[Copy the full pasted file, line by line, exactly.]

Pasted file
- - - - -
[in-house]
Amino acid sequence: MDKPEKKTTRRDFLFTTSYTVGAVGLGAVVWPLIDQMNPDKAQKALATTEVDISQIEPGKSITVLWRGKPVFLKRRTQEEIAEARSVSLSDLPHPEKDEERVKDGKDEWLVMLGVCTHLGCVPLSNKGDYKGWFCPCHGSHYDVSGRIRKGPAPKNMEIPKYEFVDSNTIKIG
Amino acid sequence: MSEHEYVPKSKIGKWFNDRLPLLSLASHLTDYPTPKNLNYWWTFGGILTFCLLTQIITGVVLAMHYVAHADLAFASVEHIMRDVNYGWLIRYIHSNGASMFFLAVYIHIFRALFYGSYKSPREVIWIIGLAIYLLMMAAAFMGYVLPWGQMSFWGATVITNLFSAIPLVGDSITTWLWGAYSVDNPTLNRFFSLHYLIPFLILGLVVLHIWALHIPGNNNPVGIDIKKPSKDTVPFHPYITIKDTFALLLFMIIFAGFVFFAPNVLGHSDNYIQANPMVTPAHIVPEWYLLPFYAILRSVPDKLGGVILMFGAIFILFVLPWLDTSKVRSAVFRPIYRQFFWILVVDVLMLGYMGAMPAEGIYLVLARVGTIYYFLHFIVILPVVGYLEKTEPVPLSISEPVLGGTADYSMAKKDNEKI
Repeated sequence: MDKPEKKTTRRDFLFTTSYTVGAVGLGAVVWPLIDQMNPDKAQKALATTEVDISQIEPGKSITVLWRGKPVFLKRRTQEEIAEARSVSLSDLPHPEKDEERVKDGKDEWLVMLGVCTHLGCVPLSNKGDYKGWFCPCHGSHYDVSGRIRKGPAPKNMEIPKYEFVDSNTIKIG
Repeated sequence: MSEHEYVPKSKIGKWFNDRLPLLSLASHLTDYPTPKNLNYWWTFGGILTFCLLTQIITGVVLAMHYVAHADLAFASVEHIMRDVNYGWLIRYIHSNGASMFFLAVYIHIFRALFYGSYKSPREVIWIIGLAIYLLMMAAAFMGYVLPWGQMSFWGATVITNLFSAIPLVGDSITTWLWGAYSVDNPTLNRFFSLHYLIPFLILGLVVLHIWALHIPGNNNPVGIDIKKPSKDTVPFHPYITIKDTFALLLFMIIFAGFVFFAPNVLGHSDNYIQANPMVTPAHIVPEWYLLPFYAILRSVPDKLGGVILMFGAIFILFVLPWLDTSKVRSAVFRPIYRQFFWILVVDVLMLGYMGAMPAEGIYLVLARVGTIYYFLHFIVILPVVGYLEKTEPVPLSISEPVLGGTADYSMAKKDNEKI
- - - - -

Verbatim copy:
[in-house]
Amino acid sequence: MDKPEKKTTRRDFLFTTSYTVGAVGLGAVVWPLIDQMNPDKAQKALATTEVDISQIEPGKSITVLWRGKPVFLKRRTQEEIAEARSVSLSDLPHPEKDEERVKDGKDEWLVMLGVCTHLGCVPLSNKGDYKGWFCPCHGSHYDVSGRIRKGPAPKNMEIPKYEFVDSNTIKIG
Amino acid sequence: MSEHEYVPKSKIGKWFNDRLPLLSLASHLTDYPTPKNLNYWWTFGGILTFCLLTQIITGVVLAMHYVAHADLAFASVEHIMRDVNYGWLIRYIHSNGASMFFLAVYIHIFRALFYGSYKSPREVIWIIGLAIYLLMMAAAFMGYVLPWGQMSFWGATVITNLFSAIPLVGDSITTWLWGAYSVDNPTLNRFFSLHYLIPFLILGLVVLHIWALHIPGNNNPVGIDIKKPSKDTVPFHPYITIKDTFALLLFMIIFAGFVFFAPNVLGHSDNYIQANPMVTPAHIVPEWYLLPFYAILRSVPDKLGGVILMFGAIFILFVLPWLDTSKVRSAVFRPIYRQFFWILVVDVLMLGYMGAMPAEGIYLVLARVGTIYYFLHFIVILPVVGYLEKTEPVPLSISEPVLGGTADYSMAKKDNEKI
Repeated sequence: MDKPEKKTTRRDFLFTTSYTVGAVGLGAVVWPLIDQMNPDKAQKALATTEVDISQIEPGKSITVLWRGKPVFLKRRTQEEIAEARSVSLSDLPHPEKDEERVKDGKDEWLVMLGVCTHLGCVPLSNKGDYKGWFCPCHGSHYDVSGRIRKGPAPKNMEIPKYEFVDSNTIKIG
Repeated sequence: MSEHEYVPKSKIGKWFNDRLPLLSLASHLTDYPTPKNLNYWWTFGGILTFCLLTQIITGVVLAMHYVAHADLAFASVEHIMRDVNYGWLIRYIHSNGASMFFLAVYIHIFRALFYGSYKSPREVIWIIGLAIYLLMMAAAFMGYVLPWGQMSFWGATVITNLFSAIPLVGDSITTWLWGAYSVDNPTLNRFFSLHYLIPFLILGLVVLHIWALHIPGNNNPVGIDIKKPSKDTVPFHPYITIKDTFALLLFMIIFAGFVFFAPNVLGHSDNYIQANPMVTPAHIVPEWYLLPFYAILRSVPDKLGGVILMFGAIFILFVLPWLDTSKVRSAVFRPIYRQFFWILVVDVLMLGYMGAMPAEGIYLVLARVGTIYYFLHFIVILPVVGYLEKTEPVPLSISEPVLGGTADYSMAKKDNEKI